1. Mr Manderson, Yes you did get a jump start here in Cayman, efficiency in government, should not be a contradiction. Government like the private sector should drive to success, The private sector see profits as being their measuring stick, Our national reserves should be ours. And Civil servants, you are competing with the private sector. Our Electric company, you all lost that because of bad management, and meadequor service standards. And how many times have the private sector positioned themselves for a takeover of the water supply. As Oliver said, you all too wuttthless.. Everyone need to get over themselves with this cloak of I am government and what I say go. You are one of us and what we say go. If a desk audit has not already been done, I bet it soon come. What you doing, what you should be doing, and how well you doing it. The objective, debt reduction, and increase in our national reserves. I am just saying, the US government was able to bail out wall street, we cant even bail out a canoe. But, I have seen improvements, customer focused managers I see some. The appraisal system used constructively is the key. I am sorry I am not at my desk right now, please leave a message and I will never get back to you, is not a good moto..
    The Sage report is a hurricane warning we have little time to prepare for and the storm surge speaks of divestment. Just reflect on how government and the private sector each think of unemployment.
    Mr Manderson we still watching you work..

  2. If the US and Cuba ever kiss and make up, and it will happen, the Cayman Islands will have bigger issues than work permits to worry about. So when that attitude change comes about for immigration, change it for tourism as well.Cayman is not the only island in that boat either.

  3. I preface what I am about to say with the fact that I am just some expat and by no means a C-suite level executive making big decisions. I have lived in Bermuda and now reside in Cayman and the difference between the two islands is night and day. I’m not saying Cayman is without fault and should not continue to improve, but in terms of how expats are treated, Cayman does a far better job of being fair than Bermuda. In Bermuda they make it very clear that you are lucky enough that they even let you into the country. While I agree that living on either island is a privilege, Bermuda is much quicker to lose sight of the fact that the relationship between the islands and expats is symbiotic and not a one-way street. Simply put, there is no realistic way with such small populations, that either island could offer enough expertise to the companies residing within their borders without the help and knowledge of expats, and plenty of them. Some may disagree with me on this last point, but as a proxy, you could take the percent of lawyers, cpa’s, etc. in the US as compared to its entire population and use that to estimate the total number of locals on the islands you could reasonably expect to be employed at professional service firms, it would be pretty apparent that a large employment gap would remain. I do believe each country should have proper controls in place to be sure that they are getting quality people into their countries, just be sure that the process involved isn’t unnecessarily burdensome for the employee or employer.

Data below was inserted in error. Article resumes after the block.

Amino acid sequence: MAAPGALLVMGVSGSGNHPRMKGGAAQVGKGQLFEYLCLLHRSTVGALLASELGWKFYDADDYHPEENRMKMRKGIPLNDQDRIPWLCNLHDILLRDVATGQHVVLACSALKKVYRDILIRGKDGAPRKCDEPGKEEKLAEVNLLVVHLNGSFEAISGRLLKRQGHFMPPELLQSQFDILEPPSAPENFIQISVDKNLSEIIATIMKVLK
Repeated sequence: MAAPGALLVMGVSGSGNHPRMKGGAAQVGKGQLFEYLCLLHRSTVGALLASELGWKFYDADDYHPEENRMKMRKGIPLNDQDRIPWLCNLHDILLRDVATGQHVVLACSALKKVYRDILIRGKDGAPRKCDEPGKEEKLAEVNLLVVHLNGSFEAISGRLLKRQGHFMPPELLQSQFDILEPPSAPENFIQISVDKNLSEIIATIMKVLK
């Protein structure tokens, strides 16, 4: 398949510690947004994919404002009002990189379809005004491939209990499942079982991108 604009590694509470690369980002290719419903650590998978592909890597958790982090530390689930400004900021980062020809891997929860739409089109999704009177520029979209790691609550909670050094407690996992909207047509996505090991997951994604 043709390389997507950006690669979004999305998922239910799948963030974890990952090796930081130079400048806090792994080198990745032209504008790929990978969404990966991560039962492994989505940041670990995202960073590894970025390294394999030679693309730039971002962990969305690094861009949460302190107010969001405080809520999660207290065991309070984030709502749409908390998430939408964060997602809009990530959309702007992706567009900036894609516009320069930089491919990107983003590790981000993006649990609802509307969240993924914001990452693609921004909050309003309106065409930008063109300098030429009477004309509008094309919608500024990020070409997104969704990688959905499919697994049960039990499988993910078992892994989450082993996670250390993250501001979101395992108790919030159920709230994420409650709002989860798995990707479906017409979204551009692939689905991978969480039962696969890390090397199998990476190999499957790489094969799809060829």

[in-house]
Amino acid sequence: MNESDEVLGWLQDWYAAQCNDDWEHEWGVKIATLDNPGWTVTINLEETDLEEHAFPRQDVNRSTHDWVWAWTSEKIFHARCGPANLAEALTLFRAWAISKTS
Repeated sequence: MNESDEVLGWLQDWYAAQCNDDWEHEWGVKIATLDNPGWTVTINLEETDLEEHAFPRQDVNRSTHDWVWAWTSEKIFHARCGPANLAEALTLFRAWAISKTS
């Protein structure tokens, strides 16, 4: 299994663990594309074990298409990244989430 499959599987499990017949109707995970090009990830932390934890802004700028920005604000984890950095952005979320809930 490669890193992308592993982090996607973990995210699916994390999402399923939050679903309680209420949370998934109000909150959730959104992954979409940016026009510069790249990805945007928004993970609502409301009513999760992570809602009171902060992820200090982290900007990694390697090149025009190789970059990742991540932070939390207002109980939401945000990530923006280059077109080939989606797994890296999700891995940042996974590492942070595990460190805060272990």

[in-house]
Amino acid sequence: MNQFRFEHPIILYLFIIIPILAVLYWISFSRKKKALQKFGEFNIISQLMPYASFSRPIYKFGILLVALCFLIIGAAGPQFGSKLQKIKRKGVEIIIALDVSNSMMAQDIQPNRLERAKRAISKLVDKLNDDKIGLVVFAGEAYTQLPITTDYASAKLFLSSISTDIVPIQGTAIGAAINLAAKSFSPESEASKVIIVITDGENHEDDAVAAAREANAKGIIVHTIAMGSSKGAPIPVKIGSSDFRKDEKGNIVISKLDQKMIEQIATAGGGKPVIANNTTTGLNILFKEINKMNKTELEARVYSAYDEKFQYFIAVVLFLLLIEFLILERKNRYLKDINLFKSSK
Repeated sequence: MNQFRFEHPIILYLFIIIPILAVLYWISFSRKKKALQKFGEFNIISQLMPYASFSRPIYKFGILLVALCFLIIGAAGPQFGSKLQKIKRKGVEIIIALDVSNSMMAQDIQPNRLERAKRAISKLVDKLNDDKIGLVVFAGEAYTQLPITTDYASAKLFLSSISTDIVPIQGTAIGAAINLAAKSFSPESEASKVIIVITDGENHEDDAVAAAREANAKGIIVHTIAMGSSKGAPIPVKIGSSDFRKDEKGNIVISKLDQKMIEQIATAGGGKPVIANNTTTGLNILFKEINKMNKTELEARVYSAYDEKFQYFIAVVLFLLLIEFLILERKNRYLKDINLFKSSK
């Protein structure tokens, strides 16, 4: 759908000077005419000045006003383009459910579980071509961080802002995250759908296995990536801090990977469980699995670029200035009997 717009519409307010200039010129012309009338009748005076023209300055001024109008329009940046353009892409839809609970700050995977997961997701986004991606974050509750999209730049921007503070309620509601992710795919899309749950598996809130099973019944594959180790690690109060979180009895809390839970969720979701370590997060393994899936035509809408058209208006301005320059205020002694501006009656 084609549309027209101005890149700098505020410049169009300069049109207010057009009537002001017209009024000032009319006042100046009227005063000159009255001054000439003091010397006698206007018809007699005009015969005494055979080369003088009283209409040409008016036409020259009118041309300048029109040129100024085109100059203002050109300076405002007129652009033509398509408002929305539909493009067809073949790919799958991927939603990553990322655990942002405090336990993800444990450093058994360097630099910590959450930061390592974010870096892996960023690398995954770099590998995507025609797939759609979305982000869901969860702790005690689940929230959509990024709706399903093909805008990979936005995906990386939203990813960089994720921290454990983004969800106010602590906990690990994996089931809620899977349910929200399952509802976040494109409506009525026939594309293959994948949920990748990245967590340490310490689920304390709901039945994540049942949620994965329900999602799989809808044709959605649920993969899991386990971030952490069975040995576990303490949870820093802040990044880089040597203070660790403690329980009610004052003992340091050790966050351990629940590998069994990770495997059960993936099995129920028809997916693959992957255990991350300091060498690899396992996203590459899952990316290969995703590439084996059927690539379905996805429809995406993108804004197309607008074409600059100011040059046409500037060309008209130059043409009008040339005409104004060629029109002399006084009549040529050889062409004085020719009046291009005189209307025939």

Finally, in regards to debt, part of the reason Bermuda is having the financial difficulty it faces now is because it has let tourism fall to the wayside it forgot that without tourism there are less jobs for its citizens, as not everyone is cut out to be a lawyer or CFO. Granted, it does not enjoy the climate we have here in Cayman, but Bermuda still looks at itself as a luxury vacation destination where people will pay over 400 a night for hotels and amenities that have been neglected for quite some time coupled with sub-par service. Bermuda’s pride is its downfall and Cayman would be wise look to their neighbors to the north as a warning of what can happen with complacency.

  4. As for the ten thousand lb gorilla asleep in the sun, please speak softly while we collect some fallen acorns. When he awakes, he eats everything. Can you say new, fresh, cheap, and eager to please.. Cayman with it’s abandoned piers hanging out, not pretty.